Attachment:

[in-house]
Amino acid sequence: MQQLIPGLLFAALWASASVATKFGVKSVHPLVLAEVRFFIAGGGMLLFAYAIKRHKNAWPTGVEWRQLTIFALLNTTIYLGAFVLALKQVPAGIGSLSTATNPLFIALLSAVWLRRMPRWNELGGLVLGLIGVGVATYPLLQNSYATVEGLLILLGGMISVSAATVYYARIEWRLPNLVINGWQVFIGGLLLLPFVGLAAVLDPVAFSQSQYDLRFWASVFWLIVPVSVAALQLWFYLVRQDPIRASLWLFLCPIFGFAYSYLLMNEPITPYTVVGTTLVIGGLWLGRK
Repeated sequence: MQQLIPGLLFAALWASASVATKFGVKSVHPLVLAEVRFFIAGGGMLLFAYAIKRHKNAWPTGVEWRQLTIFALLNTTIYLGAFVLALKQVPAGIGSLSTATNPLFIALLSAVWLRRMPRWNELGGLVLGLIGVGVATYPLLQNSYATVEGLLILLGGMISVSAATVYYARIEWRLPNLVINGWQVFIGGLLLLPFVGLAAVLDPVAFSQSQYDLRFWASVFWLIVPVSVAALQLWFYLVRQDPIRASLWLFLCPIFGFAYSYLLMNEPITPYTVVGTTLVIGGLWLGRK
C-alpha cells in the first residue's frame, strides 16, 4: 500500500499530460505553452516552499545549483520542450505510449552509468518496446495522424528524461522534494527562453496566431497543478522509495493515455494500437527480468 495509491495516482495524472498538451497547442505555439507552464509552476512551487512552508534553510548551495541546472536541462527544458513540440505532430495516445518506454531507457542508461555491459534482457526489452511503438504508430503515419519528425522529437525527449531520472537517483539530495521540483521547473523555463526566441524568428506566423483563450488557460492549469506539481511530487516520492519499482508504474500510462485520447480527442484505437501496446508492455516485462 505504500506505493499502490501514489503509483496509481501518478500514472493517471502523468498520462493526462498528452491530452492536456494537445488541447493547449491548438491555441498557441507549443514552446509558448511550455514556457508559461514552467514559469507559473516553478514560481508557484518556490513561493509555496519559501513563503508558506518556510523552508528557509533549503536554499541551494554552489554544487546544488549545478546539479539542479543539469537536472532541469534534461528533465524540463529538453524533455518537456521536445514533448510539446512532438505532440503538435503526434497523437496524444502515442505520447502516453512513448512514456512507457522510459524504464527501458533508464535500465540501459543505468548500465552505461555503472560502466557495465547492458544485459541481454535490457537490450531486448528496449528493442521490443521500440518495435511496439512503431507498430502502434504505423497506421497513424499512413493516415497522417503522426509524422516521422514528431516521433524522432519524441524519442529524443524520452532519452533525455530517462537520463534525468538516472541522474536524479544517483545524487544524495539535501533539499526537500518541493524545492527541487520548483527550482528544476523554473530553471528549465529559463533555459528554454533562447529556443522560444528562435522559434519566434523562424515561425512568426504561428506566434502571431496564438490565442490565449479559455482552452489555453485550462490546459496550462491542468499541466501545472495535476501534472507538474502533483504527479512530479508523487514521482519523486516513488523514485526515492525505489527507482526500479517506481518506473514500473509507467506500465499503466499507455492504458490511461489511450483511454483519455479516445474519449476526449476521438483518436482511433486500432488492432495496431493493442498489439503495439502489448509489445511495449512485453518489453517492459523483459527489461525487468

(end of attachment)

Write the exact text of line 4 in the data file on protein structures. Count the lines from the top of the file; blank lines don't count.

C-alpha cells in the first residue's frame, strides 16, 4: 500500500499530460505553452516552499545549483520542450505510449552509468518496446495522424528524461522534494527562453496566431497543478522509495493515455494500437527480468 495509491495516482495524472498538451497547442505555439507552464509552476512551487512552508534553510548551495541546472536541462527544458513540440505532430495516445518506454531507457542508461555491459534482457526489452511503438504508430503515419519528425522529437525527449531520472537517483539530495521540483521547473523555463526566441524568428506566423483563450488557460492549469506539481511530487516520492519499482508504474500510462485520447480527442484505437501496446508492455516485462 505504500506505493499502490501514489503509483496509481501518478500514472493517471502523468498520462493526462498528452491530452492536456494537445488541447493547449491548438491555441498557441507549443514552446509558448511550455514556457508559461514552467514559469507559473516553478514560481508557484518556490513561493509555496519559501513563503508558506518556510523552508528557509533549503536554499541551494554552489554544487546544488549545478546539479539542479543539469537536472532541469534534461528533465524540463529538453524533455518537456521536445514533448510539446512532438505532440503538435503526434497523437496524444502515442505520447502516453512513448512514456512507457522510459524504464527501458533508464535500465540501459543505468548500465552505461555503472560502466557495465547492458544485459541481454535490457537490450531486448528496449528493442521490443521500440518495435511496439512503431507498430502502434504505423497506421497513424499512413493516415497522417503522426509524422516521422514528431516521433524522432519524441524519442529524443524520452532519452533525455530517462537520463534525468538516472541522474536524479544517483545524487544524495539535501533539499526537500518541493524545492527541487520548483527550482528544476523554473530553471528549465529559463533555459528554454533562447529556443522560444528562435522559434519566434523562424515561425512568426504561428506566434502571431496564438490565442490565449479559455482552452489555453485550462490546459496550462491542468499541466501545472495535476501534472507538474502533483504527479512530479508523487514521482519523486516513488523514485526515492525505489527507482526500479517506481518506473514500473509507467506500465499503466499507455492504458490511461489511450483511454483519455479516445474519449476526449476521438483518436482511433486500432488492432495496431493493442498489439503495439502489448509489445511495449512485453518489453517492459523483459527489461525487468